I’m a big fan of Asian Extreme cinema (Patrick Galloway’s Asia Shock is a great introduction). Like most nerds, I’ll watch all movies that fall into this category…even if I only end up liking 50% of them. Unfortunately this was the case with Kaji Kengo’s Samurai Princess (2009). Sporting the talents of Nishimura Yoshihiro (the man responsible for the effects in Tokyo Gore Police), this movie had a lot of promise to be another flick full of nonsense, gore, and gory nonsense. Unfortunately, it fails to deliver on every level.
I like Kevin Smith as a filmmaker. Though I had my reservations about him making a horror film (seriously, why? Why make a horror film?), I really wanted to like Red State. Overall the movie isn’t really bad per se; it is bizarre, fairly thought-provoking, and decently entertaining. While there are several moments in the film that make me blurt out, “What? Really?…Seriously?”, Kevin Smith is a good filmmaker who can create very watchable films. But, sadly, the overall effect of Red State is ho-hum.
Already before Perfect Blue I wrote a script for another director [Katsuhiro Otomo], an episode of the omnibus film Memories called Magnetic Rose. It was also a story of confusion between memory and the real world. Because I didn’t direct it myself I was a bit concerned about how it was turning out. On many occasions I thought I would have done things differently. I got my chance to realize those thoughts with Perfect Blue. So I already had an interest in that kind of plot, to consciously compose the story in such a manner… To be honest, I care very little about the idea of the stalker in Perfect Blue. The storytelling aspects interest me much more. Looking at things objectively or subjectively gives two very different images. For an outsider, the dreams and the film within a film are easy to separate from the real world. But for the person who is experiencing them, everything is real. I wanted to describe that kind of situation, so I applied it in Perfect Blue. [Kon Satoshi, Midnight Eye Interview]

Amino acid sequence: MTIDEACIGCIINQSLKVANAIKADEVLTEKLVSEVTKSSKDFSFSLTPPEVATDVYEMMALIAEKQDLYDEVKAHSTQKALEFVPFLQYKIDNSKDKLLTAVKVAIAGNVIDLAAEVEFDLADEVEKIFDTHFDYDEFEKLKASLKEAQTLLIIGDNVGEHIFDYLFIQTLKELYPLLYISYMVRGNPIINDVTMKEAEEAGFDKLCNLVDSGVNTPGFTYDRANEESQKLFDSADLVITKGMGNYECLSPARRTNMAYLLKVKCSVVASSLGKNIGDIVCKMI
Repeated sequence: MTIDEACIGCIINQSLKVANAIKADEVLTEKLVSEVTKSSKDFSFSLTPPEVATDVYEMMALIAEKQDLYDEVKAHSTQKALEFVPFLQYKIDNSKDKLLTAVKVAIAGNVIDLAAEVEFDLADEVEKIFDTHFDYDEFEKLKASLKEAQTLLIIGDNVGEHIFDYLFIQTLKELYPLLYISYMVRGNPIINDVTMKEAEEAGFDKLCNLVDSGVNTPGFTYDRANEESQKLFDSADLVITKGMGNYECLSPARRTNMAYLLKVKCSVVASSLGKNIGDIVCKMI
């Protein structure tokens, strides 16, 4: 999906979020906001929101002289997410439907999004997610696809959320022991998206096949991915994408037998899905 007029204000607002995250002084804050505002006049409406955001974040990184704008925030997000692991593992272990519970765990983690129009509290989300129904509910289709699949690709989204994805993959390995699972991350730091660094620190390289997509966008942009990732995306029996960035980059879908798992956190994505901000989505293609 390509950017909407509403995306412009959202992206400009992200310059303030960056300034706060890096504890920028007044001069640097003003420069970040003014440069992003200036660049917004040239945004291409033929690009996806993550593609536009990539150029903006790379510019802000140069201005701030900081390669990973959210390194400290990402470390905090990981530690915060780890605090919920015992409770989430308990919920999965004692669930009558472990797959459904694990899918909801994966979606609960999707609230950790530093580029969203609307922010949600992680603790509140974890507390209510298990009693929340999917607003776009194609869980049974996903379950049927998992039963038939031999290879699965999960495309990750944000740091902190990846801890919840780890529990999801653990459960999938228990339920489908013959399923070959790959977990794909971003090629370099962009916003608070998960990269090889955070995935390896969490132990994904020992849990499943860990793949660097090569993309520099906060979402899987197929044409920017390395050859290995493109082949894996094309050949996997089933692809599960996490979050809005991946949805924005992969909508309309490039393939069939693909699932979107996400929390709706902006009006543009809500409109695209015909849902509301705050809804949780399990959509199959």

While all of Kon Satoshi’s work explores similar themes, the thematic line that runs through Magnetic Rose, Perfect Blue, and Millennium Actress (his first three works) is the strongest and easiest to identify. All three films are stories about the confusion between reality and fantasy, the subjective nature of perception and memory, and the identity of the female performer. While Kon explored many of these themes within the script for Magnetic Rose (which I discussed in the previous post), he was finally able to take the helm as director in the 1998 Perfect Blue. The result is an astounding cinematic tour de force. In her essay “‘Excuse Me, Who Are You?’: Performance, the Gaze and the Female in the Works of Kon Satoshi” from Cinema Anime, Susan Napier elaborates, “I use the term tour de force because the film’s brilliant use of animation and unreality creates a unique viewing experience, forcing the viewer to question not only the protagonist’s perceptions but his or her own as he/she follows the protagonist into a surreal world of madness and illusion” (33). For this essay, I would like to examine the themes Kon addresses within Perfect Blue as well as the formal and narrative techniques that he employs to express them. Finally, I will conclude with a discussion of the film’s ending and interpretations.